Enterprise Community Partners, Inc. has posted Inside Johnson-Crapo: What the Senate Housing Finance Reform Bill Could Mean for Low- and Moderate-income Communities. Parsing the various Congressional proposals for housing finance reform is hard enough for an expert, let alone for an interested observer. This policy brief provides a helpful overview of the proposal that is setting the terms for the debate today, with a focus on low- and moderate-income homeownership. Its key findings include:
- The bill, called the Housing Finance Reform and Taxpayer Protection Act of 2014 or S. 1217, lays a clear and thoughtful path forward for the nation’s housing finance system, including the government-sponsored enterprises (GSEs) Fannie Mae and Freddie Mac.
- A new federal agency, modeled after the Federal Deposit Insurance Corporation, would oversee the entire secondary mortgage market and establish a new system of government-insured mortgage-backed securities (MBS). In exchange for a fee, the agency would provide limited insurance against catastrophic losses on qualifying securities issued by private companies. Investors in the private companies would need to incur significant losses before the insurance pays out to holders of the MBS. The bill also winds down Fannie Mae and Freddie Mac, the mortgage companies that were placed under government conservatorship in 2008.
- The bill includes several provisions to ensure that the new system adequately serves low- and moderate-income communities. First, it requires any issuer of government-insured securities to serve all eligible single-family and multifamily mortgages. Second, it preserves the GSEs’ current businesses for financing rental housing, while ensuring that those businesses continue to support apartments that are affordable to low-income families. Third, it requires issuers to contribute funding to programs that support the creation and preservation of affordable housing. Finally, it creates new market-based incentives to serve traditionally underserved segments of the housing market.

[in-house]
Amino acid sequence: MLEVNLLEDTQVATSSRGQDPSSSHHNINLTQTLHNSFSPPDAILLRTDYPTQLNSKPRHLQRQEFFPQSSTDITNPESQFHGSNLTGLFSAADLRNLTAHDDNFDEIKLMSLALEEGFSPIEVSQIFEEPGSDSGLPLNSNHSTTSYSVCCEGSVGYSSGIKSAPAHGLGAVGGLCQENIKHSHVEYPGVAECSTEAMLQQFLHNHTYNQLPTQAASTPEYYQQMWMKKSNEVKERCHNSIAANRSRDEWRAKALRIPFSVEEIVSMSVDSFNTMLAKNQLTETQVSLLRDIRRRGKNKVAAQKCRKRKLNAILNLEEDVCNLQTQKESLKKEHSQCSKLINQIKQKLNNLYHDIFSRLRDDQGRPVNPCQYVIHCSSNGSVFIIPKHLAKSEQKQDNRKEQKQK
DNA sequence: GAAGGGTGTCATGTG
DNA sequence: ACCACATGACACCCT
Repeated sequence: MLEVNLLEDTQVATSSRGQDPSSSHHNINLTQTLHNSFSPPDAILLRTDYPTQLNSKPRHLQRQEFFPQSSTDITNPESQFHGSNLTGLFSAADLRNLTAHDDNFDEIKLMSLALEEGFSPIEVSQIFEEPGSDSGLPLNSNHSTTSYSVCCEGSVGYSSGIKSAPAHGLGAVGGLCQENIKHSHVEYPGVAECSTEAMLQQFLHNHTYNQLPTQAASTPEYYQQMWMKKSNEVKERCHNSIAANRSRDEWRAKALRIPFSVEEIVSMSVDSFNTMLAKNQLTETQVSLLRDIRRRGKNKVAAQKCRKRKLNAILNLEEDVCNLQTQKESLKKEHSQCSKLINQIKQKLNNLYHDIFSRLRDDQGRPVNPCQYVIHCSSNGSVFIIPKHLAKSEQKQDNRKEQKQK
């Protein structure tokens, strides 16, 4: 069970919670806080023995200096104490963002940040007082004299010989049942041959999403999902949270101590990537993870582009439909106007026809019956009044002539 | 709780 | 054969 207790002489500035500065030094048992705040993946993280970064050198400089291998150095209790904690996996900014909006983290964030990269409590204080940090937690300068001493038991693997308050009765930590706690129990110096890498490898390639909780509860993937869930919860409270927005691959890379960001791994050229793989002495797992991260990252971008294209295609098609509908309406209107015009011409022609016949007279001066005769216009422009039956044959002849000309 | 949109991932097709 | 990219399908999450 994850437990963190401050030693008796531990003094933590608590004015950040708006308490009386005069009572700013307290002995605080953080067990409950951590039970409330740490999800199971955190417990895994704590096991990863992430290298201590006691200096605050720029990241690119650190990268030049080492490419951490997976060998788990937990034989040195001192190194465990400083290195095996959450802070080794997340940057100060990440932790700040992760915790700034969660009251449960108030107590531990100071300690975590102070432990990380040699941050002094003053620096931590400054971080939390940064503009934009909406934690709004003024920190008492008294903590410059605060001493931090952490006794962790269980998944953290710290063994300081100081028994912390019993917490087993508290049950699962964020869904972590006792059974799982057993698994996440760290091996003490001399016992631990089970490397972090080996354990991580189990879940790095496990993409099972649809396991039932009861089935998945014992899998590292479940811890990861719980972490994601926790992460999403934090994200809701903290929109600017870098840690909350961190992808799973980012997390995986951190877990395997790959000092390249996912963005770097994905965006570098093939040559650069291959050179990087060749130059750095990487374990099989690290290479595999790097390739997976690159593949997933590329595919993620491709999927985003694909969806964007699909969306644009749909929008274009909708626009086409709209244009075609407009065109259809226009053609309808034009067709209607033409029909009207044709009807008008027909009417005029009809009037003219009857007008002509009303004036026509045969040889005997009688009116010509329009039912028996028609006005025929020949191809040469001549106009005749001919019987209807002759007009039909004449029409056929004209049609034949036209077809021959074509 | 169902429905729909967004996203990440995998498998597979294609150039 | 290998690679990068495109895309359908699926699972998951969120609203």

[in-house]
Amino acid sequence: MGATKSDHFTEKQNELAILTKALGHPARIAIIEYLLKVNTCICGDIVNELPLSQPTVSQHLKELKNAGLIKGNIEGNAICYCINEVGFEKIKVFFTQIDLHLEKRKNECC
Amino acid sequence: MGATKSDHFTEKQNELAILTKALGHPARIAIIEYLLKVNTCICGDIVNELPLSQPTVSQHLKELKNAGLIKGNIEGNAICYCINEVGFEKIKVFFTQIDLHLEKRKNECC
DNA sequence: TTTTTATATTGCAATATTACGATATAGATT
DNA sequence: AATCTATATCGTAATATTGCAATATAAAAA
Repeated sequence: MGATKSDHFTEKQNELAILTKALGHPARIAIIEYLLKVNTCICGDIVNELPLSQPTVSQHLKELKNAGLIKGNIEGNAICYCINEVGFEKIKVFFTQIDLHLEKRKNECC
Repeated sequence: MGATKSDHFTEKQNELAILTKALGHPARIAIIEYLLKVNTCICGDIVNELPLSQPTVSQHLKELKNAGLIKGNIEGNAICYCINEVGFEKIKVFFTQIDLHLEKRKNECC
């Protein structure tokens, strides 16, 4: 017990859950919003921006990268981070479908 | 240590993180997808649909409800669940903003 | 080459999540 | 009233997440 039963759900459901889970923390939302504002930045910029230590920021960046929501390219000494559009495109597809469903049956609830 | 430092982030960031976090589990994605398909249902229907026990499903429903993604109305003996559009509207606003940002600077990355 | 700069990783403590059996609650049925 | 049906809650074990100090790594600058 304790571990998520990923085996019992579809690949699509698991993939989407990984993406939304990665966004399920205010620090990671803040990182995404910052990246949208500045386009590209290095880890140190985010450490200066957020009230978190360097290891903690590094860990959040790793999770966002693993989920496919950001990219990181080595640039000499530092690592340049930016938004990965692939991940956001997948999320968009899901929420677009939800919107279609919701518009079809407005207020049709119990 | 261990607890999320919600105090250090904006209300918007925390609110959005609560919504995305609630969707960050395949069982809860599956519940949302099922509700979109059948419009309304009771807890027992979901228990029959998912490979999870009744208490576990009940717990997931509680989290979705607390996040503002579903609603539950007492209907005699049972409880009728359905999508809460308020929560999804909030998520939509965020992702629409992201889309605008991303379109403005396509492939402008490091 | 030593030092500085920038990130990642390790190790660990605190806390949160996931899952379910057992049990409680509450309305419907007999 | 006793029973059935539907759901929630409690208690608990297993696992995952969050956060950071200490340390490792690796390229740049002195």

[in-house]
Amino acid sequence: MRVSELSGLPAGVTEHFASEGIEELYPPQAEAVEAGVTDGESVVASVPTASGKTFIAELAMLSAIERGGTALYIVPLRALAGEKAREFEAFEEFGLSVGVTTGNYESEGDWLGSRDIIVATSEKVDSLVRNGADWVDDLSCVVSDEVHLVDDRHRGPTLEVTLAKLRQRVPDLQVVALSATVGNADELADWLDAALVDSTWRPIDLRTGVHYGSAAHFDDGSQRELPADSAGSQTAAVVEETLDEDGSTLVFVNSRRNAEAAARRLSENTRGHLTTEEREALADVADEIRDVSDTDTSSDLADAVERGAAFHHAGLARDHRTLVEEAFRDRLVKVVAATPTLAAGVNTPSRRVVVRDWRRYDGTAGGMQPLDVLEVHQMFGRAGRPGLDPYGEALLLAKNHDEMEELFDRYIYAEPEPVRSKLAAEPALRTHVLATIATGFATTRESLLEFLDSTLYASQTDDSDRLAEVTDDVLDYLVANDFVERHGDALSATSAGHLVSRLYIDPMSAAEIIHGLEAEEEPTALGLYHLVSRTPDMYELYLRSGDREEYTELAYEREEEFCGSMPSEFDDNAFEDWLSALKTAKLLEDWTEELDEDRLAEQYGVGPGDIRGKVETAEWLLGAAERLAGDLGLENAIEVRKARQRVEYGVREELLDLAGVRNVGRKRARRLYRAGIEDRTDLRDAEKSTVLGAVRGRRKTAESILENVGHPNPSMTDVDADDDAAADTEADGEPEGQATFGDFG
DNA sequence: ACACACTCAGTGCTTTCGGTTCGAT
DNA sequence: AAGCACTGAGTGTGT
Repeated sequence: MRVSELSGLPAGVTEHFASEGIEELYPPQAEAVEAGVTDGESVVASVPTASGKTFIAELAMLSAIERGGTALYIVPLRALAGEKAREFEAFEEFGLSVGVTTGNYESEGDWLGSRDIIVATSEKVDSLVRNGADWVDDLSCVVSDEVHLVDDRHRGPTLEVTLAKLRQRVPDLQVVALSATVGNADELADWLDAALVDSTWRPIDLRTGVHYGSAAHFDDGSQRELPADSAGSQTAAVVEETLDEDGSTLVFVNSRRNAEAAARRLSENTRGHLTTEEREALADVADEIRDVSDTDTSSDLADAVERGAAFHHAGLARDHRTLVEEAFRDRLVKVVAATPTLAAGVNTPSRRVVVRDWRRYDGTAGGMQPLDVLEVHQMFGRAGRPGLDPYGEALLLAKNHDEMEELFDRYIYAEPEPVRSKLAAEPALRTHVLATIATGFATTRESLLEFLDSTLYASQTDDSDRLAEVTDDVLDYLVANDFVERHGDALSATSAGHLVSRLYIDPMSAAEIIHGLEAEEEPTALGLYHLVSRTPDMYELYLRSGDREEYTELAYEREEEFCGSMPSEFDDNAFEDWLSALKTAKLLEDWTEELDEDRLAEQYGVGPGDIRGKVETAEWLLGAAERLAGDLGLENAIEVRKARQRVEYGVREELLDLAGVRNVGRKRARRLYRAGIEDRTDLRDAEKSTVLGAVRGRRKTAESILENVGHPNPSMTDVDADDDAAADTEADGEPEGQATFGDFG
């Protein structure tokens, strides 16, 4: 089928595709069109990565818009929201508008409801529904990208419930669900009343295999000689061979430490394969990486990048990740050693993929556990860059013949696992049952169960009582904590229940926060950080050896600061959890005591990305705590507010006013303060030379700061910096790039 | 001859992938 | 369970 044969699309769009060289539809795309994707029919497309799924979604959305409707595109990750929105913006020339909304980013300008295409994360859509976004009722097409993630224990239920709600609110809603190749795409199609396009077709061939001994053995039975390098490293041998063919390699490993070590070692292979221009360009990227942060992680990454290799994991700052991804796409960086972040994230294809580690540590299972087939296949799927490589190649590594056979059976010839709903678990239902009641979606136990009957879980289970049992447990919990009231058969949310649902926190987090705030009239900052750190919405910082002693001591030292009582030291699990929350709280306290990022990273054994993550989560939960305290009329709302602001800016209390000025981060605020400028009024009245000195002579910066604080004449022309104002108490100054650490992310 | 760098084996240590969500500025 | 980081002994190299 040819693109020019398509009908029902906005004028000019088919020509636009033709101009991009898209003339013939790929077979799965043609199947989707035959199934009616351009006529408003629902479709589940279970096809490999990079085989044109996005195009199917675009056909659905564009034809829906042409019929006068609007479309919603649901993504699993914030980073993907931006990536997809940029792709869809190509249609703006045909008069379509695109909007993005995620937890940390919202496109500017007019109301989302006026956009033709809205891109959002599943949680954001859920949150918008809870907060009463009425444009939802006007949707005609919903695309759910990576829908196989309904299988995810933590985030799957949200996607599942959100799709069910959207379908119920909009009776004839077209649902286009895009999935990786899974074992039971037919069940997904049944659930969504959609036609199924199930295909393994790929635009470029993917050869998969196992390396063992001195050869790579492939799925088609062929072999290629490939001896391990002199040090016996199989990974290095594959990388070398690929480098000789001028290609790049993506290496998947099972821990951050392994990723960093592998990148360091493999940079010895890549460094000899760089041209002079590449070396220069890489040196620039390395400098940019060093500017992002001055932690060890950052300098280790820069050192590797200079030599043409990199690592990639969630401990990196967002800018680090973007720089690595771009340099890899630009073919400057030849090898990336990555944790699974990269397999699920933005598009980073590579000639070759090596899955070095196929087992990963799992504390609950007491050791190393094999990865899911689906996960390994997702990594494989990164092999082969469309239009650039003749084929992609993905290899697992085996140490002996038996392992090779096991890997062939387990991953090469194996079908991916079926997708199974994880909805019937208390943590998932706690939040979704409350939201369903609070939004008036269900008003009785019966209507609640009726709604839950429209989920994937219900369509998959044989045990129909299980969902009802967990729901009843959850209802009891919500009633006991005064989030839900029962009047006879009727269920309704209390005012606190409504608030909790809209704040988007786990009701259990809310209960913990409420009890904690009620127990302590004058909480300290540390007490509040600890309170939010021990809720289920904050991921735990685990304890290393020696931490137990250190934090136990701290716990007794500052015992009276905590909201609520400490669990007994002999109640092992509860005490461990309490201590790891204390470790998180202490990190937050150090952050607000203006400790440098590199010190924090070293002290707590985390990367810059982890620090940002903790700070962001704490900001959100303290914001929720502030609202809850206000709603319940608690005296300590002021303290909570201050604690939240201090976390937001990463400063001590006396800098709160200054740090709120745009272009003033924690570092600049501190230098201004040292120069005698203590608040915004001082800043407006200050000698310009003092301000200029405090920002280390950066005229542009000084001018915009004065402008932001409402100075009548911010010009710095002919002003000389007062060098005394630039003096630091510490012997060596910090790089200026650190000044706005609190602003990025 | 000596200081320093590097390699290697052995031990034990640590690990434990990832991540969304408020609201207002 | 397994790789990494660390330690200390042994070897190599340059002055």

- Enterprise strongly supports the direction laid out in this bill and appreciates the inclusion of important multifamily provisions. At the same time, we suggest several proposals to further strengthen the bill. Among other things, we recommend that lawmakers promote a level playing field among eligible risk-sharing models; authorize the federal regulator to enforce the bill’s “equitable access” rule; expand the scope of the affordable housing fee; simplify the incentives for supporting underserved market segments; and establish separate insurance funds for single-family and multifamily securities. (1)
The left has criticized Johnson-Crapo for not doing enough for low- and moderate-income homeownership. The right has criticized it for leaving too much risk with the taxpayer. But it seems that a broad center finds that the outline provided by the bill provides a way forward from the zombie-state housing finance finds itself in, with a Fannie and Freddie neither fully alive nor fully dead. Nobody seems to think that a bill will pass this year. But hopefully Congress will keep attending to this issue and we can soon see a resurrected housing finance system, one that can take us through much of the 21st Century just as Fannie and Freddie got us through the 20th.